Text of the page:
Finance Corner: Crowdfunding

Finance Corner: Crowdfunding

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The benefits of real estate investment are well known. Most of the world’s richest people made their millions in real estate. However, entering the real estate sector can feel like a high barrier of entry for some people. They want to buy a property but don’t have enough for a down payment. Or perhaps they have the funds but are unable to perform the duties of being a landlord.

Table of Contents - Finance Corner: Crowdfunding

Tech has an answer for that. For the past few years, crowdfunding sites have popped up across North America, allowing investors to contribute smaller amounts to real estate developments in exchange for a proportional return. Crowdfunding technology connects individual investors with real estate owners to raise equity for projects. With enough crowdfunding, developers, property managers and even private homeowners can receive the equity they need for their project.

A brief history of crowdfunding

U.S. President Barack Obama signed the Jumpstart Our Business Startups (JOBS) Act in 2012, which went into effect in 2016. The bill allows non-accredited investors to invest in private companies. Before the bill’s passage, investors had to have accreditation to invest in private companies. Accreditation required having a net worth of at least $1 million or have earned at least $200,000 a year for at least two years.

This important legal change meant that crowdfunding was now a possibility for real estate investment and development. There is a lower barrier of entry for individuals who want to invest a smaller amount of money in real estate projects. Private companies have increased access to a larger pool of investors.

While crowdfunding has proven to be a good investment model so far – returns can exceed 10 percent annually – the industry is still quite young. There is not yet enough data to state how strong of an investment crowdfunding real estate is relative to other models.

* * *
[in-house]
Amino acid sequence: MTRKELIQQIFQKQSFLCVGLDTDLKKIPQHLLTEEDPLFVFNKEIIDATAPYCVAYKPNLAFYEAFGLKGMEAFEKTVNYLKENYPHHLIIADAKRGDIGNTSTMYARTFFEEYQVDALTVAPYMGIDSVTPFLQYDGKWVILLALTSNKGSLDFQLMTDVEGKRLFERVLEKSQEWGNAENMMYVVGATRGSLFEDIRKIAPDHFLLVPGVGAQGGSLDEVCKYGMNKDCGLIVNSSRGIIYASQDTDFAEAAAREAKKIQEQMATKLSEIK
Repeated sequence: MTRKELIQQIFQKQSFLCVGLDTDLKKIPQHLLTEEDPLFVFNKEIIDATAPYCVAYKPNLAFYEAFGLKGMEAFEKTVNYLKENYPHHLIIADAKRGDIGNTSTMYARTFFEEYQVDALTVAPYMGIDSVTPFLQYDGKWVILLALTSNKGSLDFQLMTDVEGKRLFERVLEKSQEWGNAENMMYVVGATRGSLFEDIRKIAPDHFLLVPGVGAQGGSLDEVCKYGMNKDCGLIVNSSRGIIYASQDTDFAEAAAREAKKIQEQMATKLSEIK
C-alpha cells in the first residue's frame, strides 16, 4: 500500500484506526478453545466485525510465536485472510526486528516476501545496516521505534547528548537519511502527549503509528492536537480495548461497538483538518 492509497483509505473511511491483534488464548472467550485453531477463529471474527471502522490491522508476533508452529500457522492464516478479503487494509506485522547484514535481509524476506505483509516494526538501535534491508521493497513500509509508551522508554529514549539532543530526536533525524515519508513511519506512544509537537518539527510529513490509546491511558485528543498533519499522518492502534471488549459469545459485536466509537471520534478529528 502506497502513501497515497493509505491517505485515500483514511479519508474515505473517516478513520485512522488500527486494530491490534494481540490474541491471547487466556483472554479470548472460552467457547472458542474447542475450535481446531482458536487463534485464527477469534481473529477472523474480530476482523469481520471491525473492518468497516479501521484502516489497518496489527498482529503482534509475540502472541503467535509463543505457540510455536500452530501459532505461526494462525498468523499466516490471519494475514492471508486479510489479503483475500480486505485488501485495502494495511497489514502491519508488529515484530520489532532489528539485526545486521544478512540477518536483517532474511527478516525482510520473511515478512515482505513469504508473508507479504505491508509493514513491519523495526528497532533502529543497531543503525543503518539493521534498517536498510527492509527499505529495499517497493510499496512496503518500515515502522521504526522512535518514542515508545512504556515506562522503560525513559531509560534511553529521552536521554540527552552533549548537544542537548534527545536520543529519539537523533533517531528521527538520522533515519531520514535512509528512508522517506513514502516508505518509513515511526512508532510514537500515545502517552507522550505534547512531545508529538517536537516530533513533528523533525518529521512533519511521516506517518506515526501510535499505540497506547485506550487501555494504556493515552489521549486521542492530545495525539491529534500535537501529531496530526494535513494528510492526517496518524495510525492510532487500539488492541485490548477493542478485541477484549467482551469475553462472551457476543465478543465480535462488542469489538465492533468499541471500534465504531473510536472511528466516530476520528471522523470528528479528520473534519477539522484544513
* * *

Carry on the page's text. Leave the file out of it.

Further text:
Crowdfunding business models

Each crowdfunding investment platform is different, but they generally stick to one of these models:

REITs

Like traditional real estate investment trusts (REITs), these platforms offer semi-blind funds with a selection of properties. These properties could vary by type or could contain one type of property. REITs offer a diverse portfolio and have low minimums for investing.

Commercial equity investing (CRE)

When you think of crowdfunding real estate, you’re likely thinking of a CRE. These platforms offer accredited investors the opportunity to purchase equity in larger commercial projects. These projects have great return potential but tend to be longer-term and riskier.

Debt investing

These platforms take all or part of an existing real estate loan and syndicate it out to individual investors at a fixed rate of return. The rate of return typically ranges between 7 and 12 percent and is paid out over a short term, generally six to 18 months. Other platforms act as the lender and issue a loan to a developer or flipper.

Benefits and risks of crowdfunding

One of the reasons that crowdfunding was previously unavailable to the average investor is because of fears that bad actors would take advantage of novice investors. Investing in publicly traded companies ensures government oversight of the company. Having accredited investors ensure that investors know what they’re doing and can financially handle a loss.